Non­fic­tion

The Gersh­wins’ Por­gy and Bess: A 75th Anniver­sary Edition

Robin Thomp­son
  • Review
By – August 23, 2011
Por­gy and Bess received its world pre­mière on the same day in 1935 that Franklin Roo­sevelt ded­i­cat­ed Hoover Dam. It is no less mon­u­men­tal a work, and its 75th anniver­sary was well worth not­ing and cel­e­brat­ing. Despite some glar­ing flaws — most notably, the title’s slight­ing of one of the opera’s prin­ci­pal beget­tors, DuBose Hey­ward — this vol­ume is an appro­pri­ate huz­zah. Iron­i­cal­ly, in light of its title, the book’s main virtue is its account of the work’s gen­e­sis, begin­ning with Heyward’s unlike­ly life expe­ri­ence among the Gul­lah com­mu­ni­ty of Charleston, South Car­oli­na. An aspir­ing poet who descend­ed from a promi­nent fam­i­ly of slave-own­ing planters that fell on hard times after the Civ­il War, Hey­ward paid trib­ute to that com­mu­ni­ty in his best-sell­ing nov­el Por­gy, which was sub­se­quent­ly adapt­ed for the Broad­way stage by his play­wright wife, Dorothy, and him­self.

Some years lat­er, the nov­el caught the atten­tion and imag­i­na­tion of George Gersh­win, who became deter­mined to com­pose an Amer­i­can folk opera” based on Heyward’s tale. After much toil, Por­gy and Bess—with music by Gersh­win, and libret­to and lyrics by Hey­ward (with assis­tance from Gershwin’s broth­er Ira, who con­tributed the words for a half-dozen songs and col­lab­o­rat­ed with Hey­ward on two oth­ers) — final­ly saw the light of day.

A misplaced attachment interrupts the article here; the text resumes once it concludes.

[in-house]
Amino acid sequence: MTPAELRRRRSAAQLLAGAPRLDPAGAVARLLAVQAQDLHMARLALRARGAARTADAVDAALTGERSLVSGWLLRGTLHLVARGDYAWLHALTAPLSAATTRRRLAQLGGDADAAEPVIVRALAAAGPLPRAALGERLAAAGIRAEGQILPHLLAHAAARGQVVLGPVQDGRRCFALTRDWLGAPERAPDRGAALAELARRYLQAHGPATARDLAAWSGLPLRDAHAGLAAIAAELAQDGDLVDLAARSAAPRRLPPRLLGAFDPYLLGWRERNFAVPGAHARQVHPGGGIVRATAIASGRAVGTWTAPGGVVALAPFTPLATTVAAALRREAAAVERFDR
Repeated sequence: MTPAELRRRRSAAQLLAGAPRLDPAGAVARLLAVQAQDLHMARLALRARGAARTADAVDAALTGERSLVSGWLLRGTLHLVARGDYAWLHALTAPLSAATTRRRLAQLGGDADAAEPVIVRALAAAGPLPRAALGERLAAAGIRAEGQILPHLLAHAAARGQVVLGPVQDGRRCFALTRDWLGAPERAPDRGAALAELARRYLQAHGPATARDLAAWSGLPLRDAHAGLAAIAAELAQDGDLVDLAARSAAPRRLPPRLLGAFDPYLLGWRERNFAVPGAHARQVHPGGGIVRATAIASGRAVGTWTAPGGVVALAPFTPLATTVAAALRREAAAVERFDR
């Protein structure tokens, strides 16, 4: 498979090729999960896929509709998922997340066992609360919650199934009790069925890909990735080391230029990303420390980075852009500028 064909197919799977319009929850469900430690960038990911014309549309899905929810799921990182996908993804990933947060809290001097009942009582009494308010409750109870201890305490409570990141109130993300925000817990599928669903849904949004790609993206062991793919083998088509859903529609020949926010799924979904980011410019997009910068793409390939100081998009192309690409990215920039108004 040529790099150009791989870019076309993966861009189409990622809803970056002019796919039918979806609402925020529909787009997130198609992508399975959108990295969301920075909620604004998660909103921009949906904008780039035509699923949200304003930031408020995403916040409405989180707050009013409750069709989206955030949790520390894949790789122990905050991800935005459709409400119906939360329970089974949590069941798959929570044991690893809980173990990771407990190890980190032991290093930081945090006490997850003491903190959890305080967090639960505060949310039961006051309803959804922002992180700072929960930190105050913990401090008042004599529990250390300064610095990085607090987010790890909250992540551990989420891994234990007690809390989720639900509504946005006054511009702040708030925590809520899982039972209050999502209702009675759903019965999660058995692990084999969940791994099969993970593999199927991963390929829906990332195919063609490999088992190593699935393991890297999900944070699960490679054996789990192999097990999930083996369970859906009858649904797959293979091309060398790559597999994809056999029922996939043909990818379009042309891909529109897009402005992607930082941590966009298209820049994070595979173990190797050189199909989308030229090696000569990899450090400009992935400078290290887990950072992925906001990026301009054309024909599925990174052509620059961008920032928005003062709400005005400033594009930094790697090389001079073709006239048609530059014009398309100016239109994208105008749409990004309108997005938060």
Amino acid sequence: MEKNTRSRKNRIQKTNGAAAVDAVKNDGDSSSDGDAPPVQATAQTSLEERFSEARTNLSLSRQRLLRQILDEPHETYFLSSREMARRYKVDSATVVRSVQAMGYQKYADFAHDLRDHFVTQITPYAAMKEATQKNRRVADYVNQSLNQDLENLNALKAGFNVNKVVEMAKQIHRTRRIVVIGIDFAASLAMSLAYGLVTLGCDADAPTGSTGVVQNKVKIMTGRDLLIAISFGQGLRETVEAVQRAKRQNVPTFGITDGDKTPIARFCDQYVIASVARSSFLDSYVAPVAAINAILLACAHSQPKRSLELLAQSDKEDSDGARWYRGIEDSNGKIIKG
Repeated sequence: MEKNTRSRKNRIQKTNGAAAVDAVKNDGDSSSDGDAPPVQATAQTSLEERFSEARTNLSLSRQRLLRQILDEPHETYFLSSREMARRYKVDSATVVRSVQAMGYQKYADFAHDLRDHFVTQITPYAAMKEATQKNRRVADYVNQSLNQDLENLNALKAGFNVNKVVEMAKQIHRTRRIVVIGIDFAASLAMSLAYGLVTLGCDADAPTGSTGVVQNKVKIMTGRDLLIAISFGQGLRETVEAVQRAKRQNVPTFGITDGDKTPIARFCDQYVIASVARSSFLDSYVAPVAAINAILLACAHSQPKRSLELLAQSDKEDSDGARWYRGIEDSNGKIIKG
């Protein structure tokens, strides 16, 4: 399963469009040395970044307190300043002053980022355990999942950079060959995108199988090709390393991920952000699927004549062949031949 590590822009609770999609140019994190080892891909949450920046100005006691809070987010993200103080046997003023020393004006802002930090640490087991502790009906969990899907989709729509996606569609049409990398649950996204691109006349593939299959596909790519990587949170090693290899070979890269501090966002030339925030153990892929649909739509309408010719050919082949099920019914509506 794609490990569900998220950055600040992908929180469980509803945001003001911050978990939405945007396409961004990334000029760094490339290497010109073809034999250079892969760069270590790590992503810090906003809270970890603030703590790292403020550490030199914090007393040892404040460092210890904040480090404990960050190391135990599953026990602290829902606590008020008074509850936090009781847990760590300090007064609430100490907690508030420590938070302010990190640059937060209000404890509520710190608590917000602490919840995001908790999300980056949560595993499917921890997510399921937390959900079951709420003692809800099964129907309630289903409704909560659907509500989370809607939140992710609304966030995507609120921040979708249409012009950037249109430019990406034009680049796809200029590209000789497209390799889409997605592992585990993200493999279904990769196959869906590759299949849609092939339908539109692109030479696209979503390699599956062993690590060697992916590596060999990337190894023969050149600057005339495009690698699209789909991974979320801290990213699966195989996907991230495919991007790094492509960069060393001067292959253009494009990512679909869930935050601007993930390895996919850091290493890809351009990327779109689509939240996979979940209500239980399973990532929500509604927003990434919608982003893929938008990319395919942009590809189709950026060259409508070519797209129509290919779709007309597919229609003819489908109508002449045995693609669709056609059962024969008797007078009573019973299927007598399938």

As Thomp­son notes, the opera pro­voked con­tro­ver­sy from the start on two broad fronts. Was it real­ly an opera, or a musi­cal com­e­dy with delu­sions of grandeur? Are the char­ac­ters it por­trays accu­rate and ennobling ethno­graph­ic por­traits or demean­ing stereo­types? Post­mod­ern analy­sis would show that these con­cerns were intrigu­ing­ly relat­ed, as both were based on arti­fi­cial, class-deter­mined bound­aries between artis­tic gen­res and eth­nic types. As such bound­aries came to be dis­card­ed as irrel­e­vant and ulti­mate­ly per­ni­cious con­structs, the inher­ent mer­its of indi­vid­u­als and works of art alike could be seen more clear­ly. In that light, Por­gy and Bess has right­ful­ly gained its cur­rent rep­u­ta­tion as a masterpiece.


Addi­tion­al Reading


Bill Bren­nan is an inde­pen­dent schol­ar and enter­tain­er based in Las Vegas. Bren­nan has taught lit­er­a­ture and the human­i­ties at Prince­ton and The Uni­ver­si­ty of Chica­go. He holds degrees from Yale, Prince­ton, and Northwestern.

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